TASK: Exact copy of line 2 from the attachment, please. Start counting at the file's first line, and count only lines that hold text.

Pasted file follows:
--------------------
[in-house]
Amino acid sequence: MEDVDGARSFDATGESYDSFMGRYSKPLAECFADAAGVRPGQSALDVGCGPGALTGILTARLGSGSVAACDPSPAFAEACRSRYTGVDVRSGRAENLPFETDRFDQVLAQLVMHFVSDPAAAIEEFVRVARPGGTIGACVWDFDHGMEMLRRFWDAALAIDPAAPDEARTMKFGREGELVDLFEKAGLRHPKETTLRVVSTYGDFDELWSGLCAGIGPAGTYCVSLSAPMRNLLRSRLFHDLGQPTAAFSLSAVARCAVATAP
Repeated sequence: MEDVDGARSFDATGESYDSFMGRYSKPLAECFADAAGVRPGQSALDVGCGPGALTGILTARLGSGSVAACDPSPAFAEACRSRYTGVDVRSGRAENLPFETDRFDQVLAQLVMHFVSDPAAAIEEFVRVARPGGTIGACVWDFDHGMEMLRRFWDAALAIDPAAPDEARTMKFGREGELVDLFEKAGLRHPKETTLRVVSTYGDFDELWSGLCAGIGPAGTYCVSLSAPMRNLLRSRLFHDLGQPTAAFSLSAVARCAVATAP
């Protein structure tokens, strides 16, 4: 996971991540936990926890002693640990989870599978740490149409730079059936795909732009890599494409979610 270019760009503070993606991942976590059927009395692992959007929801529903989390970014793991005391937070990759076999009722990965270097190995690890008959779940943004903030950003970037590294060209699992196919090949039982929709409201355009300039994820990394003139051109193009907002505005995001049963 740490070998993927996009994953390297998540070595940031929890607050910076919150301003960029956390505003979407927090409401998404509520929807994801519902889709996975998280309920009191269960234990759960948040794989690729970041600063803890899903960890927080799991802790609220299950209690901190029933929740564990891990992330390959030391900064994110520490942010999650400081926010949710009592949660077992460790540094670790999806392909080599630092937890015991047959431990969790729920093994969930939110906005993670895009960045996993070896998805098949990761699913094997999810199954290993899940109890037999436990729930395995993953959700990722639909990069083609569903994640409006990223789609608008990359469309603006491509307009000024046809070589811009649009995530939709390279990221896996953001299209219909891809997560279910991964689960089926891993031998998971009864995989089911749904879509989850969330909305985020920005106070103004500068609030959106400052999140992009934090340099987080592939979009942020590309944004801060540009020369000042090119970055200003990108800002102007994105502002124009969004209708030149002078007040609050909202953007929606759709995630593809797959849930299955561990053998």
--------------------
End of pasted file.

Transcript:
Amino acid sequence: MEDVDGARSFDATGESYDSFMGRYSKPLAECFADAAGVRPGQSALDVGCGPGALTGILTARLGSGSVAACDPSPAFAEACRSRYTGVDVRSGRAENLPFETDRFDQVLAQLVMHFVSDPAAAIEEFVRVARPGGTIGACVWDFDHGMEMLRRFWDAALAIDPAAPDEARTMKFGREGELVDLFEKAGLRHPKETTLRVVSTYGDFDELWSGLCAGIGPAGTYCVSLSAPMRNLLRSRLFHDLGQPTAAFSLSAVARCAVATAP